NHS leaders call for national minimum wage for social care to avoid staff exodus
NHS leaders are calling on the Government to immediately implement a national care worker minimum wage of £10.50 an hour.
They are warning that without an increase above the hourly wage seen across many other industries, including that paid to staff working in supermarkets and across retail, the social care sector in England would lose any remaining competitive edge and continue to haemorrhage staff.
The NHS Confederation, on behalf of healthcare leaders, has penned a letter to the Prime Minister, warning that their social care counterparts simply do not have “the financial headroom…to respond to the labour market pressures they are facing.”
At a time when many people are facing a spiralling cost-of-living crisis, and with numerous industries reporting problems filling vacancies, health leaders fear that their colleagues in social care have the impossible task of trying to shore up huge staff vacancies with their hands tied behind their backs.
They also warn of the real risk that the more competitive levels of pay offered by the NHS for similar roles could see an ever-widening gulf in remuneration between health and social care.
A decade ago, the average hourly wage for a care worker was 13p more than those working in the sales and retail sector, by last year that had plummeted and an inverse trend in wages saw social care workers paid around 21p less than those working in supermarkets.
England also lags behind other UK nations with both Scotland and Wales having already introduced minimum wages near or well above £10 an hour.
NHS leaders fear that the knock-on effect of a social care sector left with only skeleton staffing will further exacerbate waiting times in the health service and drive demand for NHS services ever higher.
A lack of social care provision and the staff needed to provide that care will create a perfect storm. At the back end, hospitals will be left with little alternative but to delay the discharge of patients and keep people in hospital longer than they need because of the lack of social care available to them when they leave.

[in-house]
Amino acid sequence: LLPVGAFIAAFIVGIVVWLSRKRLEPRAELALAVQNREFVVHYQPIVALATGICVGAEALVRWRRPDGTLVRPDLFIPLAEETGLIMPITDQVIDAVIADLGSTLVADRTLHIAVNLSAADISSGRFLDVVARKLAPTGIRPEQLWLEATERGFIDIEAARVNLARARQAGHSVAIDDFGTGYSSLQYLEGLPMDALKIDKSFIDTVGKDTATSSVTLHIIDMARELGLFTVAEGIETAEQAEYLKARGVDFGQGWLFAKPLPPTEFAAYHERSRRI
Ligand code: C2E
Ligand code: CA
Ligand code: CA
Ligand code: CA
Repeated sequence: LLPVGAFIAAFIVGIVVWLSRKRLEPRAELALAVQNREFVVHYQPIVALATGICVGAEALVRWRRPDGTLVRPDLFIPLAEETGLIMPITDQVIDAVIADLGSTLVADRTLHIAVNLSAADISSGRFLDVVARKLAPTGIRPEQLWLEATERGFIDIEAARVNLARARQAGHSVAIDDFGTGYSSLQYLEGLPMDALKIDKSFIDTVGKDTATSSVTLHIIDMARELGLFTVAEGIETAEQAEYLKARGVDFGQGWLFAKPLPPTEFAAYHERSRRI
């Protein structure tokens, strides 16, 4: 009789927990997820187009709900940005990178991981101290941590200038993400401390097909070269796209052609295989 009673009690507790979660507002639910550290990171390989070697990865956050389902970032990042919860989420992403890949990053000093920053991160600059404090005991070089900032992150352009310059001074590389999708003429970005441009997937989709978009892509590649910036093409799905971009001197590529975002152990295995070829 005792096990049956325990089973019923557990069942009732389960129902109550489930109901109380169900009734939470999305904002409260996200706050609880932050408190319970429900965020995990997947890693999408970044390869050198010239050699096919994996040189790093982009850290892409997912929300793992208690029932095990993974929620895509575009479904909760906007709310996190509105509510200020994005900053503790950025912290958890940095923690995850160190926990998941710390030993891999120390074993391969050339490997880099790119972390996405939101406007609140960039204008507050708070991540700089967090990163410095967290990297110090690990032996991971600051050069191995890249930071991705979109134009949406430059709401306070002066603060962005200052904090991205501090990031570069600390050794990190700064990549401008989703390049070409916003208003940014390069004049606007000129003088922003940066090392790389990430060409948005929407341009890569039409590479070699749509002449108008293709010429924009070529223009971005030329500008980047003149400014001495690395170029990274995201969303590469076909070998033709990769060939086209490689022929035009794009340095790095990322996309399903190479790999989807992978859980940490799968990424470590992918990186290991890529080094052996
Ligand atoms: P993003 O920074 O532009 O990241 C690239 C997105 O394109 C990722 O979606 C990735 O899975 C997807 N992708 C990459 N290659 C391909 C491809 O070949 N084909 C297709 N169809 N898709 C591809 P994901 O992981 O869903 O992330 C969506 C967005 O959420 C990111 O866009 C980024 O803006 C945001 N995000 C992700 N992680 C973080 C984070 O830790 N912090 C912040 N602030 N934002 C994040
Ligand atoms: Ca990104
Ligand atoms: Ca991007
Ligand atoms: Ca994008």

Meanwhile, at the front-end people who need social rather than health care will be faced with no other option than to seek help from their GP or at A&E when their social needs cannot be met. Worse still, with a dearth of social care workers to help, their condition will deteriorate meaning they end up in need of health care.
While the Government has previously acknowledged that a workforce strategy for social care is required and has acted to place care workers on the shortage occupation list to support overseas recruitment, this has not been enough to stop social care staff leaving the service in their droves.
Matthew Taylor, chief executive of the NHS Confederation, said:
“Healthcare leaders are sounding the alarm and sending a clear message to Government that unless social care workers are paid a national care worker minimum wage, there is at real risk of irreparable damage to the sector.
“We are seeing the impact of this heightened pressure across the NHS already, with far too many patients having to stay in hospital longer than they need to due to inadequate social care provision locally.
“We urgently need the Government to take decisive action to fully fund this minimum wage increase which should be distributed through local authorities, to ensure funding reaches the front line, does not impact self-funders’ cost of care, and alleviates these severe staffing challenges.
“Without this life jacket, both the NHS and social care could face an endless winter of people being failed by the very systems that should be there to support them at their most vulnerable.”
We are the membership organisation that brings together, supports and speaks for the whole healthcare system in England, Wales and Northern Ireland. The members we represent employ 1.5 million staff, care for more than 1 million patients a day and control £150 billion of public expenditure. We promote collaboration and partnership working as the key to improving population health, delivering high-quality care and reducing health inequalities.